This article originally appeared in The London School of Economics and Political Science blog British Politics and Policy on July 25, 2017.
Generations of British and American children have benefited from their parents’ hard work, which has contributed to many decades of strong economic growth. This has helped to ensure that, on average, children in their adult lives are economically better-off than their parents were at the same age. Authors But growth has now been weaker for many years. The absolute upward mobility taken for granted in the past, fueled by the creation of “more room at the […]
View Original: Glass floors and slow growth: A recipe for deepening inequality and hampering social mobility
In addition to his exemplary work as a Senior Fellow for the Cato Institute, Johan Norberg narrates some great videos for Free to Choose Media. Here are some that caught my eye. The foolish and counterproductive War on Drugs .punish the rich
A grim consequence of Cuban communism.
The real lesson to learn from Sweden. But my favorite video, which I shared back in January, is his concise explanation of why policy makers should focus on fighting poverty rather than reducing inequality. I’m posting it again to set the stage for a discussion on inequality and fairness. Now let’s […]
View Original: We Only Resent Inequality When It’s Rigged
Author, The Way Back: Restoring the Promise of America Frank Buckley is a Foundation Professor at Scalia Law School at George Mason University, where he has taught since 1989. Previously he was a visiting Olin Fellow at the University of Chicago Law School, and he has also taught at McGill Law School, the Sorbonne, and Sciences Po in Paris. He received his B.A. from McGill University and his LL.M. from Harvard University. He is a senior editor of The American Spectator and the author of several books, including The Once and Future King: The Rise of […]
View Original: Restoring America’s Economic Mobility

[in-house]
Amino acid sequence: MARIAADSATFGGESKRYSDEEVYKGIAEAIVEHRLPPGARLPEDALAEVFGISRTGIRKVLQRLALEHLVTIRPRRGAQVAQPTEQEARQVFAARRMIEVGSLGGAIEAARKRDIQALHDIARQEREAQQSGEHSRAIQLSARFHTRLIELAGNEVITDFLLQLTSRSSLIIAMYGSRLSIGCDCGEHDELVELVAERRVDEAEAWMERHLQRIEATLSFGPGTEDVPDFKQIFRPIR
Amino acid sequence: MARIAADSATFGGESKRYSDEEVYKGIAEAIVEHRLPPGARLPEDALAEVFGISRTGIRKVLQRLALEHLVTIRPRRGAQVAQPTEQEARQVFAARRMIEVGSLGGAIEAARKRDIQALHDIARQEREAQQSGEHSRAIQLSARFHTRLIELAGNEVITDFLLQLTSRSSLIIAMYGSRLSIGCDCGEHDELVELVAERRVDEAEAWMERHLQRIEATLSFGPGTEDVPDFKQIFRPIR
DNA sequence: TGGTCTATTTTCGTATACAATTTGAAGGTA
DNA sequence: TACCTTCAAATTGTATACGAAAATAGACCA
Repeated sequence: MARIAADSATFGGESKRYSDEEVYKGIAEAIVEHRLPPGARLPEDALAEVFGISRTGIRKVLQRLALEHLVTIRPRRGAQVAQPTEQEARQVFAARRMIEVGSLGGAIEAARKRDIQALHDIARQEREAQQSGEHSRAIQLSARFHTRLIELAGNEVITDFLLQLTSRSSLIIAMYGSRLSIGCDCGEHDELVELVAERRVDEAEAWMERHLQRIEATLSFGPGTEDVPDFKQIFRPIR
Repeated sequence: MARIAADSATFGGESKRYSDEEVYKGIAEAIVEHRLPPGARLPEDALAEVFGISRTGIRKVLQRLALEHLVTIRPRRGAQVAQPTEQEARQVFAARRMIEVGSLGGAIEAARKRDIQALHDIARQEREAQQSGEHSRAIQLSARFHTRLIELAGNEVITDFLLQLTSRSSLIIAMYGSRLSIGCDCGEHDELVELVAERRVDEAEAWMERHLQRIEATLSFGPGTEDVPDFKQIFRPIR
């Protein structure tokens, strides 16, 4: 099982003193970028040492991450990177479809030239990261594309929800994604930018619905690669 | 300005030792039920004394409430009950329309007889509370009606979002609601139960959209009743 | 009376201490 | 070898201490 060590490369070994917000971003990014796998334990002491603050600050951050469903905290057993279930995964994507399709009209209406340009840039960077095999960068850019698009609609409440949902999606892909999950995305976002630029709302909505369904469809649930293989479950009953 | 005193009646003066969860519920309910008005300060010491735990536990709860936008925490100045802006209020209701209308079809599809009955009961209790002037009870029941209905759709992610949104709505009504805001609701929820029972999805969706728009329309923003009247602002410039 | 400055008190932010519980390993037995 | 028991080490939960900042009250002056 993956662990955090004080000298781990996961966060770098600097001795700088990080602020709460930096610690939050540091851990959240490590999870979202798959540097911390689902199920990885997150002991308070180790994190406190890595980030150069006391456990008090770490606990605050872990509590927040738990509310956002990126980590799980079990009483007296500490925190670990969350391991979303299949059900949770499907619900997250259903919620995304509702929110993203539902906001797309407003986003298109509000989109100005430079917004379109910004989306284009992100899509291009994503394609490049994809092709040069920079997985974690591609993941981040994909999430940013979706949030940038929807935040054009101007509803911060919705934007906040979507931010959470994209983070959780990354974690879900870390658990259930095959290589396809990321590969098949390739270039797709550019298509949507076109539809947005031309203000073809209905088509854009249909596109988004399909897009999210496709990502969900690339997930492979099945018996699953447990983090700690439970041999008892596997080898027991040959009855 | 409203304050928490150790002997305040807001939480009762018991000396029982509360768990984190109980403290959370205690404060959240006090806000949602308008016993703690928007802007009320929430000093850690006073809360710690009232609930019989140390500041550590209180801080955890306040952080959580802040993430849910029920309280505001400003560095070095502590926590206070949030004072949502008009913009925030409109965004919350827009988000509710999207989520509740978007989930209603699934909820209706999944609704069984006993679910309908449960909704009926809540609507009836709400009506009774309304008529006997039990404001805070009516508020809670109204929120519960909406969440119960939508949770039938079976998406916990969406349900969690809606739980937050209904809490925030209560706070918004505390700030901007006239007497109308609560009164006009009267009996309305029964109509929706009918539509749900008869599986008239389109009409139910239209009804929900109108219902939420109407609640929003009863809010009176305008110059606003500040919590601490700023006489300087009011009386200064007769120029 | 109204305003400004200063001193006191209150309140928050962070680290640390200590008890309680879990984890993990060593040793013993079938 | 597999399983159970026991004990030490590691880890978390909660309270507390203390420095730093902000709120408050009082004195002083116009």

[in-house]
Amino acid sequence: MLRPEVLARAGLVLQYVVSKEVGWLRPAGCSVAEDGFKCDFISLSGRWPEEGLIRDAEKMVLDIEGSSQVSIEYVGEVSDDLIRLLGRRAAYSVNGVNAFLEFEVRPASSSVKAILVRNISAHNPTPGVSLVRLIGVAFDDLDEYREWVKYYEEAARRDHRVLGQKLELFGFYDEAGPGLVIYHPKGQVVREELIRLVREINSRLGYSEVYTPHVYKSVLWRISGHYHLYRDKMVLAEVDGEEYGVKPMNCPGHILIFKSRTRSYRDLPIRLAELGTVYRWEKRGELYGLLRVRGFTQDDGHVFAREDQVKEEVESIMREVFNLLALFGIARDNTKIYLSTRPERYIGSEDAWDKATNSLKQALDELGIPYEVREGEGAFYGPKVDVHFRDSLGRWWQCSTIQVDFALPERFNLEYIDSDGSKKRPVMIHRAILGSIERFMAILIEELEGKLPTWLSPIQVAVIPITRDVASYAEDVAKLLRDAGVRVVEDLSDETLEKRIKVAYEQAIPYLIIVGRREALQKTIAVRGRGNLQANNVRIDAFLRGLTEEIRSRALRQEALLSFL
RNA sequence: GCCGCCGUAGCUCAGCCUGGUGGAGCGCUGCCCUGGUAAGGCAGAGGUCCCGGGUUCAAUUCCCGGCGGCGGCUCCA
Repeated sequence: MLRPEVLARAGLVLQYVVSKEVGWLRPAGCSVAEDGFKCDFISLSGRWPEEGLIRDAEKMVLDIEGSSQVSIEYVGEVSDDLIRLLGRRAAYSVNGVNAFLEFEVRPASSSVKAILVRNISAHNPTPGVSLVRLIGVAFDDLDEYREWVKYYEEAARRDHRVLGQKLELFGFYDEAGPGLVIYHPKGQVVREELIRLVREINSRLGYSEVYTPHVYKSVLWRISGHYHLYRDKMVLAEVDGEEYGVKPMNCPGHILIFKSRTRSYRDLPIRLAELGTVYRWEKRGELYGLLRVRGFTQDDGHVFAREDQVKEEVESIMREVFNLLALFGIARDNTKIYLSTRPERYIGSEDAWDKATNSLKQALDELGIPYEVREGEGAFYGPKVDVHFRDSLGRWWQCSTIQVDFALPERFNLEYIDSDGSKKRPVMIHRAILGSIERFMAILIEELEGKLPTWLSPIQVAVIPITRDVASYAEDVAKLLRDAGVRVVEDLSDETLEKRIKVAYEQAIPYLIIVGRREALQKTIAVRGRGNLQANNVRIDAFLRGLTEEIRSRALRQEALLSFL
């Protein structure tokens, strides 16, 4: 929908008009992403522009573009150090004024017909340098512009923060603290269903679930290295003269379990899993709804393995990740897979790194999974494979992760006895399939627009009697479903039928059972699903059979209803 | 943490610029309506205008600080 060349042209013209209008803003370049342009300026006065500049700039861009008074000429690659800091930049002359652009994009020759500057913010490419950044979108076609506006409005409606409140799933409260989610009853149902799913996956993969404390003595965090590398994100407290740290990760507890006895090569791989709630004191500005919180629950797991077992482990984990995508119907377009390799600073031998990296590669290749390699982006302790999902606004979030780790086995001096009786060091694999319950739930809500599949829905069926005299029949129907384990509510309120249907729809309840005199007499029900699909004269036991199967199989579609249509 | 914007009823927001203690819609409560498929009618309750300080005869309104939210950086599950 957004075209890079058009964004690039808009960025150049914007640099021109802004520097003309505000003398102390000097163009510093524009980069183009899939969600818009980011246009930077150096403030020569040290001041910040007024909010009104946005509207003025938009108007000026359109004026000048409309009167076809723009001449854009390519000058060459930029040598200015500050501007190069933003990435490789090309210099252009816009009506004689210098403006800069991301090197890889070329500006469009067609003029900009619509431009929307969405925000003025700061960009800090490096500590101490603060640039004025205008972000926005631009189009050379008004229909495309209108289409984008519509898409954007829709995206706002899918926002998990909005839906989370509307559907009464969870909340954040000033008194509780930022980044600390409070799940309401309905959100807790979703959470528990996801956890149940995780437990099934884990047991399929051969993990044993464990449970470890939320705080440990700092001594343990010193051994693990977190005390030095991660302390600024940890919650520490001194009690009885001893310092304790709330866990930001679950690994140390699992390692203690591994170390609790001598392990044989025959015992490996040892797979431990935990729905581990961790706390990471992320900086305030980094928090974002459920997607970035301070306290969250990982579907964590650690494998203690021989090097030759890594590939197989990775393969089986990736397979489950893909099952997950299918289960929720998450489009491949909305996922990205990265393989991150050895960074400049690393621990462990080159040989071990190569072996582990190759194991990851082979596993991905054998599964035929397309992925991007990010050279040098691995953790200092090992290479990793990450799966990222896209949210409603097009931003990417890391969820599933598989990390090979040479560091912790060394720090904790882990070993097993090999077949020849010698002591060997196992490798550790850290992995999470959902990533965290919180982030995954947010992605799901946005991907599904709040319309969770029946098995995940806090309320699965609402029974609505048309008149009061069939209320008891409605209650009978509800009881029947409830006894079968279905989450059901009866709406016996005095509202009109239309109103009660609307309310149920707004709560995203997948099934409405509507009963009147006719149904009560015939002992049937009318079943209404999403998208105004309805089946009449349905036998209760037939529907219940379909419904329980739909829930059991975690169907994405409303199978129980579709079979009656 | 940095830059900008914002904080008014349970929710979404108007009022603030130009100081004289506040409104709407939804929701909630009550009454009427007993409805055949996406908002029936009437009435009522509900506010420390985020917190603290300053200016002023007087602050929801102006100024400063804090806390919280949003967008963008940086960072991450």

Most economists agree that advances in robotics and AI over the next few decades are likely to lead to significant job losses. But what’s less often considered is how these changes could also impact social mobility. A new report from UK charity Sutton Trust explains the danger, noting that unless governments take action, the next wave of automation will dramatically increase inequality within societies, further entrenching the divide between rich and poor.
The are a number of reasons for this, say the report’s authors, including the ability of richer individuals to re-train for new jobs; the rising importance of “soft […]
View Original: Robots and AI are going to make social inequality even worse, says new report
As college enrolments decline, have skills become more valuable to employers than credentials?
“From almost any individual’s perspective,” wrote David Leonhardt for the New York Times in 2014, “college is a no-brainer. It’s the most reliable ticket to the middle class and beyond.”
Given the exorbitant expenses of third-level education in the US, Leonhardt’s statement is unpalatable for many, yet hardly controversial. For decades, students and parents have aspired towards gaining college degrees with the widely held conviction that to get a good job, the first thing you need is a good education.It’s a truism that holds up as well […]
View Original: Are Competencies More Important Than Credentials In The Modern Workplace?